1.5 million ransomware victims didn’t have to pay to get their files back

Europol announced that it has helped more than 1.5 million people get rid of ransomware over the past 6 years. The number of victims is increasing every year, as is the number of such software.

Cyber ​​attacks have now become commonplace in life: hospitals, universities and even the sites of some public services such as La Poste are regularly targeted by ransomware. These ” ransomware “, Developed by cybercriminals, infects victims’ computers and encrypts the data they contain, making them inaccessible. The only way to find them, according to the criminals, is to pay them a ransom very often.

But it is not just companies and hospitals that are affected: large numbers of people are also affected every year. For 6 years, Europol, the European Union police agency, has helped more than 1.5 million people get rid of ransomware, it announced in a press release on July 26, 2022.

Ransomware attacks are on the rise. // Source: Canva
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Cryptolocker is the first truly modern ransomware // Source: Christiaan Colen / Flickr

Hundreds of ransomware listed

It was the “No More Ransom” initiative that helped ransomware victims. The project, launched 6 years ago by Europol and the Dutch police forces, offers affected people the ability to decrypt their files using a variety of tools, all without having to pay.

No More Ransom lists a large number of ransomware used, so it offers suitable decryption tools for free. Thus we find in the list some famous names such as ReVil, the software launched by a group of well-known cybercriminals, or those published by Maze and Egregor, other notorious gangs.

The initiative now offers 136 tools that work with 165 ransomware and its variants, so since its inception in 2016 it has helped 1.5 million people crack their computers. While the figure is good news in itself, it is nonetheless indicative of a trend: sadly, the number and severity of attacks are increasing every year.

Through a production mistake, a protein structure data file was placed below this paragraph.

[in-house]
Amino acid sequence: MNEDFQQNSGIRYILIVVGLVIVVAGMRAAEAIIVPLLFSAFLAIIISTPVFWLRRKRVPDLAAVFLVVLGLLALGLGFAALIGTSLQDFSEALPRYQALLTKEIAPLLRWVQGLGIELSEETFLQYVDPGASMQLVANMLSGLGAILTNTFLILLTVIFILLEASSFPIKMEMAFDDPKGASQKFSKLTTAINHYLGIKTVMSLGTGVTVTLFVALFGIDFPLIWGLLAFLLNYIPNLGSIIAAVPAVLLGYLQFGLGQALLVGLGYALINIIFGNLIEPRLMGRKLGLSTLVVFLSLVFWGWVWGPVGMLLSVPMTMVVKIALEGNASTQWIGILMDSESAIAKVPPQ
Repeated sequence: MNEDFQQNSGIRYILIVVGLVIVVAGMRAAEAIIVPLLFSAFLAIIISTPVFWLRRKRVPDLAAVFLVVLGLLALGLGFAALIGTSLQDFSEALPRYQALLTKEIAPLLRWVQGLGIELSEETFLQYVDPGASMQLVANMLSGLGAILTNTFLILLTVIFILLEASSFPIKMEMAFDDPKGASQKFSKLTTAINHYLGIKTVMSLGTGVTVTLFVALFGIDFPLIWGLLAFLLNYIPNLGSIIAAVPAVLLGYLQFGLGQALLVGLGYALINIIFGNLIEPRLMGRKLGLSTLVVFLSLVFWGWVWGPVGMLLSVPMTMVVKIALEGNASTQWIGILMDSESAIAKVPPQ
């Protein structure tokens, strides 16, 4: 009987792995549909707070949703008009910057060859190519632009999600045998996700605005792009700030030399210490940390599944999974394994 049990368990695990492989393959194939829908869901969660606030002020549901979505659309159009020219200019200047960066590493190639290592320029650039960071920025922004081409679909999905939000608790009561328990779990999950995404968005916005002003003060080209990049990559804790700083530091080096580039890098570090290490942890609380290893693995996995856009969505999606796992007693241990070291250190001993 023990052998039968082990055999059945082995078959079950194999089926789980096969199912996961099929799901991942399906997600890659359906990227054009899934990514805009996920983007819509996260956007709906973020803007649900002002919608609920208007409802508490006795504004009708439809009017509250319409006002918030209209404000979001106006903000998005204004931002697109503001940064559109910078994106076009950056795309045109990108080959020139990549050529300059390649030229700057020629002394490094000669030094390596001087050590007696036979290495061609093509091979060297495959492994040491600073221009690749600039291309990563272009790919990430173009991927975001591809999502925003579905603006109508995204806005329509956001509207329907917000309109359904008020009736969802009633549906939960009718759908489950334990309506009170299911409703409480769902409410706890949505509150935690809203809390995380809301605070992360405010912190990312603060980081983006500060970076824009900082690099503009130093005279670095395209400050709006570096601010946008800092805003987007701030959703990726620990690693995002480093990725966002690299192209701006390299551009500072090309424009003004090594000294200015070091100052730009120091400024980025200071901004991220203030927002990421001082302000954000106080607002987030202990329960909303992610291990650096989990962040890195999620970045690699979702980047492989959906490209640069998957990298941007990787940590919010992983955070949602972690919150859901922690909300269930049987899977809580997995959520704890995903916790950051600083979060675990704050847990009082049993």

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An example of ransomware. // Source: Canva

A revealing number

The reasons are multiple: First of all, equipment is rarely as protected as it should be. The security of the IT systems of French hospitals would also leave something to be desired, as the director of Anssi pointed out in September 2021. In addition to the many flaws exploited by cybercriminals, there is also the fact that those affected are often willing to pay to find the their files or, in the case of hospitals, to restart their IT systems as soon as possible so that they can resume operations.

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Source: Netflix

Add to this the fact that gangs are resorting to increasingly extreme extortion methods: they do not hesitate to harass their victims by telephone, to ruin their referencing on Google, and they threaten to publish the data of the victims.

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Ransomware is on the rise. // Source: Canva

Above all, even if there are statistics showing that ransomware is increasingly used, the extent of the phenomenon remains largely underestimated by law enforcement. Between the fact that some victims do not report themselves, that 83% of police procedures are lacking descriptions, or that the police and gendarmerie services do not treat them in the same way, the information available to the authorities is only partial.

If you ever find yourself in a similar situation, where your computer has been infected with ransomware, all is not lost. You can use the experts and tools provided by No More Ransom to try to unlock your files. In any case, we advise against paying the requested amount: the hackers return if the ransoms are paid, and you risk being attacked a second time.

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A hacker // Source: Azamat E / Unsplash

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